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The American economist and 1987 Nobel laureate Robert Merton Solow was born on August 23, 1924, in Brooklyn, New York. Several years after his birth, economics, in the United States and globally, launched a great leap forward after the stock market crash of 1929 had created the Great Depression that attracted able minds to the study of economics rather than physics or biology. After Solow returned from army service in Europe during World War II (1939-1945), he joined in this movement under the mentorship of the economist Wassily Leontief (1906-1999) at Harvard. Such has been Solow’s originality, wisdom, and energy that his imprint can be found in diverse corners of microeconomics, macroeconomics, and welfare policy.
The awarding to Solow of the Nobel Prize and the American Economic Association’s prestigious John Bates Clark Medal (1961) presumably traces primarily to his seminal 1956 growth model that breathed new life into the earlier pioneering attempts of Paul H. Douglas (1892-1976) to explain statistically the growth of a society’s real output in terms of its historical profiles of labor and of capital inputs. Because both of these time series were so positively correlated in trend, Douglas’s linear-log regressions had been hopelessly ill-conditioned. At Massachusetts Institute of Technology (MIT), where Solow became an assistant professor in 1949 and remained until retiring as institute professor emeritus in 1995, he cut the Gordian knot by introducing into the statistical analysis independent information on market-factor shares. His principal finding was the hypothesis that much of historic gain in outputs was not plausibly connected with “deepening of the Capital/Labor ratio.” Instead, an “exogenous residual” of Schumpeter-like technical innovation shifted upward “total factor productivity” to an important degree. A simplest Cobb-Douglas-Hicks example, k la Solow, would be Q = (1.03)tL 75K 25. It is fitting that Solow as a Harvard student in Schumpeter’s last lectures put the (1.03)t Schumpeterian parameter of innovation into growth theory, with emphasis upon rate of growth in total-factors productivity.
Fruitful tools of new mathematics—Dantzig linear programming, Kuhn-Tucker nonlinear programming, Bellman stochastic programming—came into wide use among economists after World War II, and Solow’s diverse bibliography illustrates his role as a pioneer. Besides Solow’s depth, his width is exemplified by his many analyses of post-Hotelling exhaustible resources. Besides putting his pen where his heart is, at Resources for the Future (a nonprofit organization focusing on the economic and social dimensions of environmental, energy, and natural 4dtource issues) and similar organizations, Solow has put his shoulder to the wheels of conservation economics.
President John F. Kennedy’s Council of Economic Advisers—Walter Heller (1915-1987), James Tobin (1918-2002), and Kermit Gordon 987(1916-1976)—and staff members Kenneth Arrow, Arthur Okun, and Solow set the high water mark for fruitful academic contributions to public policy in the early 1960s. In addition, Solow’s facile pen over the years has reviewed contemporary debates in the public press, and he has expressed criticism of prominent economists, including John Kenneth Galbraith (1908-2006) and Milton Friedman. But his was never an in-your-face attack. Those to the right and the left of Solow generally respected his genial argumentation.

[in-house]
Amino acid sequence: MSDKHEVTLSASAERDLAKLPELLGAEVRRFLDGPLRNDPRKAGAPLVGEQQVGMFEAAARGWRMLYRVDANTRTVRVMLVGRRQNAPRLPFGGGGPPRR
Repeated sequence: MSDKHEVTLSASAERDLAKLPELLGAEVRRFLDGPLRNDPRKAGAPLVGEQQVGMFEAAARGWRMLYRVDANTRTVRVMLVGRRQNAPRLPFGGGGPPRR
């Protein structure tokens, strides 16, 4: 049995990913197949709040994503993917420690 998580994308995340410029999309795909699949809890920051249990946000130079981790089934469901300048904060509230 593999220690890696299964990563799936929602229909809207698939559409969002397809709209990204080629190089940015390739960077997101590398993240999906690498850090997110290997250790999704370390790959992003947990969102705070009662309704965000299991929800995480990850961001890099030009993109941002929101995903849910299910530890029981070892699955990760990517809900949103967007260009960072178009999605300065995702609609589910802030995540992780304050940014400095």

Solow’s colleague at MIT and fellow Nobel laureate Paul Samuelson has dubbed Solow the Enrico Fermi (1901-1954) of economics. Fermi was both a great physicist-theorist and a great physicist-experimentalist; Solow has been both a creator of new theoretical economics and also one who subjected basic economic relations to statistical testing. Without his mathematical doodlings, Solow could not have been one of the wisest in the circle of Tobin, Arrow, and Franco Modigliani (1918-2003). Without his native DNA and mentors (Leontief, Talcott Parsons, Richard Goodwin, Abraham Wald), Solow would not have generated the wisdoms that were uniquely his.
- Denison, Edward F. 1962. The Sources of Economic Growth in the United States and the Alternatives Before Us.
- Supplementary Paper no. 13. New York: Committee for Economic Development.
- Easterly, William, and Ross Levine. 2001. It’s Not Factor Accumulation. World Bank Economic Review 15 (2): 177–219.
- Jorgenson, Dale W., and Zvi Griliches. 1967. The Explanation of Productivity Change. Review of Economic Studies 34 (2): 249–280.
- Klenow, Peter J., and Andrés Rodríguez-Clare. 1997. The Neoclassical Revival in Growth Economics: Has It Gone Too Far? NBER Macroeconomics Annual 12: 13–103.
- Pritchett, Lant. 2001. Where Has All the Education Gone? World Bank Economic Review 15 (3): 367–391.
- Solow, Robert M. 1957. Technical Change and the Aggregate Production Function. Review of Economics and Statistics 39: 312–320.
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